Who wears a camera frequently? That's a good way to defend yourself in an accident.
Court backs $3.1M verdict in fatal crash filmed by GoPro camera on victim's motorcycle helmet
Saying the evidence to support it is solid, a state Superior Court panel has upheld a jury's $3.1 million damage verdict for a fatal crash that was filmed by a Go Pro camera mounted on the victim's motorcycle helmet.
The state judges rejected arguments by Kahlil Gray that evidence of his intoxication at the time of the April 2014 accident should not have been presented to the Philadelphia jury that found him negligent in the death of 27-year-old Calvin Wilson Jr.
Gray also tried, and failed, to convince the state judges that the county judge who presided at the 2016 civil trial should have allowed the jury to see more of the Go Pro video, which he claimed would have shown Wilson was riding aggressively through the city's streets before the crash.
According to the state court opinion by Judge Alice Beck Dubow, the fatal crash occurred at Belmont and Parkside avenues when Gray turned his Dodge Durango into the path of Wilson's oncoming motorcycle. Wilson had the green light to proceed through the intersection, investigators said.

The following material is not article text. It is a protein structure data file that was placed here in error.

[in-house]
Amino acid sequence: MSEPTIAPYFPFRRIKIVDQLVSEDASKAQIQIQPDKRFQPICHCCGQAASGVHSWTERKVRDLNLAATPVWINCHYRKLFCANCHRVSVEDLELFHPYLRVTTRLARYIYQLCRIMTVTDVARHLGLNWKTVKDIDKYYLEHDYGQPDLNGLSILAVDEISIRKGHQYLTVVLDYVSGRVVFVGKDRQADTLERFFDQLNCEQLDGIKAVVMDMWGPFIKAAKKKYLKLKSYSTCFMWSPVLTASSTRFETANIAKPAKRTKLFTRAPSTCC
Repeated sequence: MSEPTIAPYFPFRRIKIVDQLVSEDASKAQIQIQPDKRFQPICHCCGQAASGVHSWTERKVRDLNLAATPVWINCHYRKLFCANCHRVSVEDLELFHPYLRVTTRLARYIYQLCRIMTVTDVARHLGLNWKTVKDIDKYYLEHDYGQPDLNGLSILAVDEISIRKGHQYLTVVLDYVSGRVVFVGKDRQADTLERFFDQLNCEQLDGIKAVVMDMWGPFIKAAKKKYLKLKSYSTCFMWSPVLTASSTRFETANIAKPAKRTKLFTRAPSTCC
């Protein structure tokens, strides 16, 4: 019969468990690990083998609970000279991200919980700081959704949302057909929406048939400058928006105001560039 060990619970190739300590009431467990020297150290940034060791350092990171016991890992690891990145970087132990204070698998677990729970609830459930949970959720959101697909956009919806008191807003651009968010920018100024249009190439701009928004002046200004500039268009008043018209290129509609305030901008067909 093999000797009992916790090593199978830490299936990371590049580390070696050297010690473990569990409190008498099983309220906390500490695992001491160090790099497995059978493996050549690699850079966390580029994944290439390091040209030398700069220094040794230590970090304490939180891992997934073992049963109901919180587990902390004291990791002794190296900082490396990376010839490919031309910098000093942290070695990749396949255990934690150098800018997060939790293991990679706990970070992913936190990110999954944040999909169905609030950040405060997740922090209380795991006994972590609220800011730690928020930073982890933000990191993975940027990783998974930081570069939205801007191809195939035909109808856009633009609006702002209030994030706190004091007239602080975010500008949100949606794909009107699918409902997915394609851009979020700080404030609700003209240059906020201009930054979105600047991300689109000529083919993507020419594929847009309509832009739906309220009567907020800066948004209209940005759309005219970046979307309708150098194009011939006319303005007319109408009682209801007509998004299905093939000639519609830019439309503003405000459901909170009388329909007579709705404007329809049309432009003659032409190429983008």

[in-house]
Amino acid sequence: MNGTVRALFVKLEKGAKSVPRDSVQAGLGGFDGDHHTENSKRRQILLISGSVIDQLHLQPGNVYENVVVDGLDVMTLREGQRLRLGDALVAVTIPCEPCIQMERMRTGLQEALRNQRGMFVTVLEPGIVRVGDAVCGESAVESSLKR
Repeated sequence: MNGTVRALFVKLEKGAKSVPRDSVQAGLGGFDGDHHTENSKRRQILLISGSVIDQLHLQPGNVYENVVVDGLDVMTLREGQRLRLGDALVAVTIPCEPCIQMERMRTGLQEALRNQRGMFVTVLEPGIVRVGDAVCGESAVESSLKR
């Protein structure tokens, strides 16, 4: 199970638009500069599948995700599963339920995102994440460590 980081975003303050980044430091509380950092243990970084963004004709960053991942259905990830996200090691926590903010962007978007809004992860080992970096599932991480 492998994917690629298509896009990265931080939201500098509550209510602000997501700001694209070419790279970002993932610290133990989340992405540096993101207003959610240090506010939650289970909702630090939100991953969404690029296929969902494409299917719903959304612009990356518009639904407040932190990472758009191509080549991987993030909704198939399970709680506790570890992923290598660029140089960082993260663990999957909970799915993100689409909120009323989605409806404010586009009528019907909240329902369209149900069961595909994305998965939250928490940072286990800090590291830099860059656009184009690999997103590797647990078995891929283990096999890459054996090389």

Investigators claimed Gray's blood-alcohol level at the time of the accident was .104 percent, above the legal limit, Dubow noted.
During the civil trial, Gray conceded that he bore some liability for the crash, but also blamed Wilson for aggressive driving. He claimed on appeal that the aggressive driving assertion would have been better illustrated if the judge had allowed the entire 40-minute Go Pro video to be shown to the jurors.
Instead, only 17 minutes of the video leading up to the collision was shown during the trial. That was sufficient, Dubow concluded, because it showed Wilson doing three wheelies in the half-mile before the crash.
"There was adequate evidence from which the jury could infer that (Wilson) was driving aggressively and erratically," Dubow wrote, so Gray wasn't impeded from pressing that argument during the trial.